Legislative Alert: DOT Adds Opioids, Roadside Testing, Child Sues Feds [Video]
- DOT drug testing updates
- New Roadside Drug Tests Start in Michigan
- Colorado Girl Suing to Legalize Marijuana
DOT Drug Testing Updates
The Department of Transportation (DOT) has finalized a new rule that will require truck drivers, railroad engineers, pilots, air traffic controllers and others to be tested for synthetic opioid use. For decades the DOT has only done a 5-panel drug test for marijuana, cocaine, PCP, amphetamines and some opiates. The amended rule will now include four very commonly prescribed semi-synthetic opioids in all DOT drug tests. The change is in direct response to the much-talked-about opioid crisis afflicting the country. These revisions make the DOT testing consistent with other federal drug testing programs. This change was originally proposed in January of 2017 and will go into effect on January 1, 2018.
New Roadside Drug Tests Start in Michigan
A pilot program is being tested in five Michigan counties over the next year with the hope of reducing the growing number of drug-involved traffic deaths. When suspected “drugged drivers” are pulled over, a specially trained officer will administer a mouth-swab test to see if they are under the influence of several controlled substances like marijuana, cocaine, opiates and several others. Preliminary results take six to eight minutes. Officers will also look for other signs of impairment including bloodshot eyes, unusual blood pressure and how well subjects do in field sobriety tests. Drivers who refuse to take the roadside test will be ticketed or arrested on the spot. About a dozen other states are already using this type of testing.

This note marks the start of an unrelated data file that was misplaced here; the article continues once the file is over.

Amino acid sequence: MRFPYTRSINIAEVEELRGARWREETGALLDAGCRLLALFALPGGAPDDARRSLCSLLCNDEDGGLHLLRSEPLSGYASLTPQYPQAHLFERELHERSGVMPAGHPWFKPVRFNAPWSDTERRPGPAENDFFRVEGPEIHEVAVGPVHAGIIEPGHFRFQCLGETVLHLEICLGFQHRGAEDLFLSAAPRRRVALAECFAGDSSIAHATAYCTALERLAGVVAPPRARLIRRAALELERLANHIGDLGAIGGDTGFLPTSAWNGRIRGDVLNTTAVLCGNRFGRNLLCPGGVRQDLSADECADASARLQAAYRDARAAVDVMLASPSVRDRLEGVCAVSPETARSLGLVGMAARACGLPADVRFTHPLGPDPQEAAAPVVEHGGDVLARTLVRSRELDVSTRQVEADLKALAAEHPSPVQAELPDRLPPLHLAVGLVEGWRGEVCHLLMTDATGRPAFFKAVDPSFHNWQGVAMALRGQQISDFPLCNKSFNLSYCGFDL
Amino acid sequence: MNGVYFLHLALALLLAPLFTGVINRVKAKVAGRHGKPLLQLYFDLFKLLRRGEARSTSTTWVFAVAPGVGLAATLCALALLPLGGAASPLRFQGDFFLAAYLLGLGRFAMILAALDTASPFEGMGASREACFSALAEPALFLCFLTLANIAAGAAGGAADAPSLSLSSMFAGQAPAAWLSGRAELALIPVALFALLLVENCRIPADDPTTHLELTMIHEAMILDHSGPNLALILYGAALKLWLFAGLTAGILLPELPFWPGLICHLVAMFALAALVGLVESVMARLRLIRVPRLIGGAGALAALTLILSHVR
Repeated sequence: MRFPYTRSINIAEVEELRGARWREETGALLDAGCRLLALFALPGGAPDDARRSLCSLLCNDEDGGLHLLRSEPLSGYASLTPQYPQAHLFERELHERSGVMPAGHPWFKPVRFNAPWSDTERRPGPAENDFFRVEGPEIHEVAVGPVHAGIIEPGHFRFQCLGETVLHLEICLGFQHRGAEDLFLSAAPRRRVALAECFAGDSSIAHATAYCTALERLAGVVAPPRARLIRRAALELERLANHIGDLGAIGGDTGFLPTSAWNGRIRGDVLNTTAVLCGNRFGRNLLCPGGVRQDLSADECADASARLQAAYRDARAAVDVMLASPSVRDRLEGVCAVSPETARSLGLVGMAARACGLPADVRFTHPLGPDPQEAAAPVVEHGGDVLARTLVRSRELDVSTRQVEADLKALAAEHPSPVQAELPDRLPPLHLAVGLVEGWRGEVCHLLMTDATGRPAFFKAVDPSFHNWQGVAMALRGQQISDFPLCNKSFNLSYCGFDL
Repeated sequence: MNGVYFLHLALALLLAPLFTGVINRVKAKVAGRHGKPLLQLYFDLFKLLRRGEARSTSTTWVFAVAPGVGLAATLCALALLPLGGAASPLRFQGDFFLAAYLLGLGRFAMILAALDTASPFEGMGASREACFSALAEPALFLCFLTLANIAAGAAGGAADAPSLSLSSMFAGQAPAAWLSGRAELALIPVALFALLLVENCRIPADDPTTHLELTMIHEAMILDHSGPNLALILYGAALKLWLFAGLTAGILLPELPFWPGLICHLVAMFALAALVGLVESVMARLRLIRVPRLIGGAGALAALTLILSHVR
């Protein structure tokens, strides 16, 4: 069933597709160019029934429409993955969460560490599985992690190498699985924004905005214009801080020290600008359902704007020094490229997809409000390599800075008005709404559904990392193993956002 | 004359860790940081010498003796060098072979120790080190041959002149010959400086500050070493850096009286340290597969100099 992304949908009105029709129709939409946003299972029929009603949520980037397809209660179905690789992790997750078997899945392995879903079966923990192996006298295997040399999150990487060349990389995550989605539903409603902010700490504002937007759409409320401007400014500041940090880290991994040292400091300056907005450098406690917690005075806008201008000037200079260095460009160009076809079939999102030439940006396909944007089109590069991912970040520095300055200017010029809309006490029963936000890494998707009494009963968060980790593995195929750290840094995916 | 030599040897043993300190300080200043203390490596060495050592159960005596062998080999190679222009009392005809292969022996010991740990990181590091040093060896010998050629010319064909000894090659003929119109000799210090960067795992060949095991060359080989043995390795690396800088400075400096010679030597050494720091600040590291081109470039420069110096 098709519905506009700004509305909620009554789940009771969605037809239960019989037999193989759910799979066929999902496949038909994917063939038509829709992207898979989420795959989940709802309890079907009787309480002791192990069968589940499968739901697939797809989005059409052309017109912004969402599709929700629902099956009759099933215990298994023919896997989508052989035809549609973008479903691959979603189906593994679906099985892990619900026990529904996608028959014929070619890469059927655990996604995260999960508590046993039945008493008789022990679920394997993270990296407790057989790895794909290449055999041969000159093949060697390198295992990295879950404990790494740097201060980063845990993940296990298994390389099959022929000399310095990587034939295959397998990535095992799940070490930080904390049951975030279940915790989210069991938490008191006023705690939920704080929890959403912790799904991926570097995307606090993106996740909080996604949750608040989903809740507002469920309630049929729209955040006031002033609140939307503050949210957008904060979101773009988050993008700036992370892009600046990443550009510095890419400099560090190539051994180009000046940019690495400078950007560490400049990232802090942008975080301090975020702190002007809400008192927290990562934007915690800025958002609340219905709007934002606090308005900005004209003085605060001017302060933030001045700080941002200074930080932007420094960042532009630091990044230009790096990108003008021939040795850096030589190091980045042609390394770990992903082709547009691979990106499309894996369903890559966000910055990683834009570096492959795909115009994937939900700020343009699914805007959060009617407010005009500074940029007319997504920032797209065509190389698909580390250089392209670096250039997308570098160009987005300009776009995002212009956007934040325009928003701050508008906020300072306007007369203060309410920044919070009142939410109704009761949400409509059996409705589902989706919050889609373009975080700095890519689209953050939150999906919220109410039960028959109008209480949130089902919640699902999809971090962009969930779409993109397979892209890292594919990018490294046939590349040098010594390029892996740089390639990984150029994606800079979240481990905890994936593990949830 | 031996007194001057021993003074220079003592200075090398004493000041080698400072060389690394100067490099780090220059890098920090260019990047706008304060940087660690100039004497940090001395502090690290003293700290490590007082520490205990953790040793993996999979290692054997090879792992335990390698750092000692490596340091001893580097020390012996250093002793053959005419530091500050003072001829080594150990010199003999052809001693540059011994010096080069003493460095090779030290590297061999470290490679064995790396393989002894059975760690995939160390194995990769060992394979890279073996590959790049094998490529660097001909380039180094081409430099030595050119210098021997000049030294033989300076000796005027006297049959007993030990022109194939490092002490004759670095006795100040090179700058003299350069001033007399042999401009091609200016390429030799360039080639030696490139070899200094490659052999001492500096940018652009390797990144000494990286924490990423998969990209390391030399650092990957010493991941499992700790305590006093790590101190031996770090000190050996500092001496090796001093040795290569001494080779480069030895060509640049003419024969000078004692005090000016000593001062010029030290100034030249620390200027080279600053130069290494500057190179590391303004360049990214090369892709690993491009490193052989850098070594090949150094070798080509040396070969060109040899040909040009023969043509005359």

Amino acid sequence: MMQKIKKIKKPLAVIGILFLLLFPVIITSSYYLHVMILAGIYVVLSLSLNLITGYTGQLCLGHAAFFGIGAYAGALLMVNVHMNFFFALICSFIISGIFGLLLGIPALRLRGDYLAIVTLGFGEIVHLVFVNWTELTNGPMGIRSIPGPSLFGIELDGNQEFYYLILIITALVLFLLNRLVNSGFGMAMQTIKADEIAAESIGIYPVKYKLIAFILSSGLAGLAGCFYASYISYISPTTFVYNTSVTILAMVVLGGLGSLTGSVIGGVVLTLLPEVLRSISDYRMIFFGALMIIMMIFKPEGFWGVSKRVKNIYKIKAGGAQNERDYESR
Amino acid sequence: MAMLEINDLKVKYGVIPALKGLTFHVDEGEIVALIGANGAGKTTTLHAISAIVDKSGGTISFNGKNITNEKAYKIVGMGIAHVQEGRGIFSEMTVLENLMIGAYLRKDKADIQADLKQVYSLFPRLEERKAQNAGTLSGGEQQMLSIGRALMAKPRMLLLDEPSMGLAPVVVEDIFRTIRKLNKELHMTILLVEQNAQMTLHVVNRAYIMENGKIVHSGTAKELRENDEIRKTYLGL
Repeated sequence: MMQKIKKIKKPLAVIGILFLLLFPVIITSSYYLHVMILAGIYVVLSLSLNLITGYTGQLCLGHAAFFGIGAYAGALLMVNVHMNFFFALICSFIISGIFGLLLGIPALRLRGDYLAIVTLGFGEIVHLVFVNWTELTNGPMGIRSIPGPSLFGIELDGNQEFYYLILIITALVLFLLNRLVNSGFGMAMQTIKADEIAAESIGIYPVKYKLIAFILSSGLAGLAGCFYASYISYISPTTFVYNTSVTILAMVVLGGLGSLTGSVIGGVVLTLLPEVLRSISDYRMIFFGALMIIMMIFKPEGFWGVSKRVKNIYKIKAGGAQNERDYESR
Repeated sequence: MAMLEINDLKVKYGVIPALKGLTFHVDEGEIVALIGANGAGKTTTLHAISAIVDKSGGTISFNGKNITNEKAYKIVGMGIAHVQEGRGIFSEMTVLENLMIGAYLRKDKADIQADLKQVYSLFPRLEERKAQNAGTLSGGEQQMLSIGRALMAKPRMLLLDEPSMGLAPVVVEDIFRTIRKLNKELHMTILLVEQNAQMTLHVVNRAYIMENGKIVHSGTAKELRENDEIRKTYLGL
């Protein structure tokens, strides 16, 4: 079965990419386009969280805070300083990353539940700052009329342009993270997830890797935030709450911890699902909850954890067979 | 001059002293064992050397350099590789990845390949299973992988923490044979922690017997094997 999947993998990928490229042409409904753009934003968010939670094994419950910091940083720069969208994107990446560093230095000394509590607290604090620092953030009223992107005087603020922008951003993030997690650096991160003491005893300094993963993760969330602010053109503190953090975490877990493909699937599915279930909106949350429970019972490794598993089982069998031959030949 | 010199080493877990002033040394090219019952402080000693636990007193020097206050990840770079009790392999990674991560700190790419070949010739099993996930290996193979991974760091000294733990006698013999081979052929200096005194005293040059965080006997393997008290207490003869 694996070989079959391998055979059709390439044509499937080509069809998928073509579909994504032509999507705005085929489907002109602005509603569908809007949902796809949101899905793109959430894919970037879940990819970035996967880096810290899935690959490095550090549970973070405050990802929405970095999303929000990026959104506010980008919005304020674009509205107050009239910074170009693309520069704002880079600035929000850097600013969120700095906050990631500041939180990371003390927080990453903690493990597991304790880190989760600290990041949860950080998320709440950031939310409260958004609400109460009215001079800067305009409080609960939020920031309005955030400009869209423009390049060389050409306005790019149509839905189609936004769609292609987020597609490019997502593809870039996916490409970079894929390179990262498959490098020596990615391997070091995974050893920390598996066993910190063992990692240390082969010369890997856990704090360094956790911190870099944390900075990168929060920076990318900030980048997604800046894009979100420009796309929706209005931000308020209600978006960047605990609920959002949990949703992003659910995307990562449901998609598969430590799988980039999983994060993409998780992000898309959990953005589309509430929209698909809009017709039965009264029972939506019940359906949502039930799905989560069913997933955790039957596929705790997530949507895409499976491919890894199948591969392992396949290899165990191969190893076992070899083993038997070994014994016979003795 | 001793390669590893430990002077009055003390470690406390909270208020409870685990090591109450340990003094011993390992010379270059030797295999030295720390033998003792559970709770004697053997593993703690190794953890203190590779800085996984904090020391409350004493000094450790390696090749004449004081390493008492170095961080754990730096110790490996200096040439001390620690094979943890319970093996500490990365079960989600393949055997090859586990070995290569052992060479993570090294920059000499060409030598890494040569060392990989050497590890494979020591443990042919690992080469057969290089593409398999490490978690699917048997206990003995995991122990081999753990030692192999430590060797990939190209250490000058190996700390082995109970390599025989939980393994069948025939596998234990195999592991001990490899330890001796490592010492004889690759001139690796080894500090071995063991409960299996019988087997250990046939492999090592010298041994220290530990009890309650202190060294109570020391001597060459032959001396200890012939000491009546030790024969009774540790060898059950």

Colorado Girl Suing to Legalize Marijuana
A 12-year-old girl has filed a lawsuit against U.S. Attorney General Jeff Sessions over the country’s marijuana policy. Alexis Bortell was diagnosed with epilepsy when she was very little. No traditional medications stopped her seizures, and her doctors suggested brain surgery. Her family moved to Colorado so she could try medical marijuana. Two and a half years after starting on a liquid form of THC, she has been completely seizure free. Now she wants the drug to be legal in all 50 states because she can’t even travel home to Texas for a visit without her parents facing arrest and loss of custody. Another child, a military veteran and a former Denver Broncos player have joined the lawsuit. A judge has already thrown out the federal government’s motion to dismiss.